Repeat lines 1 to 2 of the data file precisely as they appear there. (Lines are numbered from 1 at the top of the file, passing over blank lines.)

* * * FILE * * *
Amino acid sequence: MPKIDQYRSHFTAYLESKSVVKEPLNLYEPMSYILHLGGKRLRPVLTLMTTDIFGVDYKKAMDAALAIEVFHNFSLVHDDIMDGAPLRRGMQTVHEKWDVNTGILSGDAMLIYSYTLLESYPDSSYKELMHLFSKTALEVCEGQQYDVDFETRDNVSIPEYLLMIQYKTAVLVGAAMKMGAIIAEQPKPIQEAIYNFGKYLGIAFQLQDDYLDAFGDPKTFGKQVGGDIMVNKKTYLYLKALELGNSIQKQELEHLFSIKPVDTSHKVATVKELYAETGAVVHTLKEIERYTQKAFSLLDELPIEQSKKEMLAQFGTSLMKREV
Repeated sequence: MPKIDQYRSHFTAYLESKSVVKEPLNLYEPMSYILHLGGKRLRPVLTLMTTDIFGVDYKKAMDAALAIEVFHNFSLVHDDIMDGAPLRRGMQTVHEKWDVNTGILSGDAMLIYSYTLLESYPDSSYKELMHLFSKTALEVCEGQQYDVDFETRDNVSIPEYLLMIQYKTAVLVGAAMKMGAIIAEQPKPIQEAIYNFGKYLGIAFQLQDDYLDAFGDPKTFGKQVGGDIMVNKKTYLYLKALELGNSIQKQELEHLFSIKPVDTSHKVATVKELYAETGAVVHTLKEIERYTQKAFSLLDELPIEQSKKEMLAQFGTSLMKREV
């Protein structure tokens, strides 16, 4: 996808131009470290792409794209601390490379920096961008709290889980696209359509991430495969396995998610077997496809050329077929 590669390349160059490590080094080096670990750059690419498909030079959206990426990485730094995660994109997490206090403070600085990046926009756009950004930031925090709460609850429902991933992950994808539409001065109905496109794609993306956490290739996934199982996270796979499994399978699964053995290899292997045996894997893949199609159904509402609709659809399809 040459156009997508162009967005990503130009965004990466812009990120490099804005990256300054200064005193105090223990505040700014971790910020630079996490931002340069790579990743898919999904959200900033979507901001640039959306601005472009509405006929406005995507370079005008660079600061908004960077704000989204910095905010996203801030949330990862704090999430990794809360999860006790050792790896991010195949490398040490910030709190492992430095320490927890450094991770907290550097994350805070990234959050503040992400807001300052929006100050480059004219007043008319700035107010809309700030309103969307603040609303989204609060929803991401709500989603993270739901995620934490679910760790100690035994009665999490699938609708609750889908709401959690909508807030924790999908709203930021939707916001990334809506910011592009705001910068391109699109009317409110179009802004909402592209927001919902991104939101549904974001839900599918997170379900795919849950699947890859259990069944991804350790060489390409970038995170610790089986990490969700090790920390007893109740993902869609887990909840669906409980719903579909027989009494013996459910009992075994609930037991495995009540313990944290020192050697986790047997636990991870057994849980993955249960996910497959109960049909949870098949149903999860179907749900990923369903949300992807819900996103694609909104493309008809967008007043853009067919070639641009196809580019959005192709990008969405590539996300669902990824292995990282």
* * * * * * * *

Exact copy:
Amino acid sequence: MPKIDQYRSHFTAYLESKSVVKEPLNLYEPMSYILHLGGKRLRPVLTLMTTDIFGVDYKKAMDAALAIEVFHNFSLVHDDIMDGAPLRRGMQTVHEKWDVNTGILSGDAMLIYSYTLLESYPDSSYKELMHLFSKTALEVCEGQQYDVDFETRDNVSIPEYLLMIQYKTAVLVGAAMKMGAIIAEQPKPIQEAIYNFGKYLGIAFQLQDDYLDAFGDPKTFGKQVGGDIMVNKKTYLYLKALELGNSIQKQELEHLFSIKPVDTSHKVATVKELYAETGAVVHTLKEIERYTQKAFSLLDELPIEQSKKEMLAQFGTSLMKREV
Repeated sequence: MPKIDQYRSHFTAYLESKSVVKEPLNLYEPMSYILHLGGKRLRPVLTLMTTDIFGVDYKKAMDAALAIEVFHNFSLVHDDIMDGAPLRRGMQTVHEKWDVNTGILSGDAMLIYSYTLLESYPDSSYKELMHLFSKTALEVCEGQQYDVDFETRDNVSIPEYLLMIQYKTAVLVGAAMKMGAIIAEQPKPIQEAIYNFGKYLGIAFQLQDDYLDAFGDPKTFGKQVGGDIMVNKKTYLYLKALELGNSIQKQELEHLFSIKPVDTSHKVATVKELYAETGAVVHTLKEIERYTQKAFSLLDELPIEQSKKEMLAQFGTSLMKREV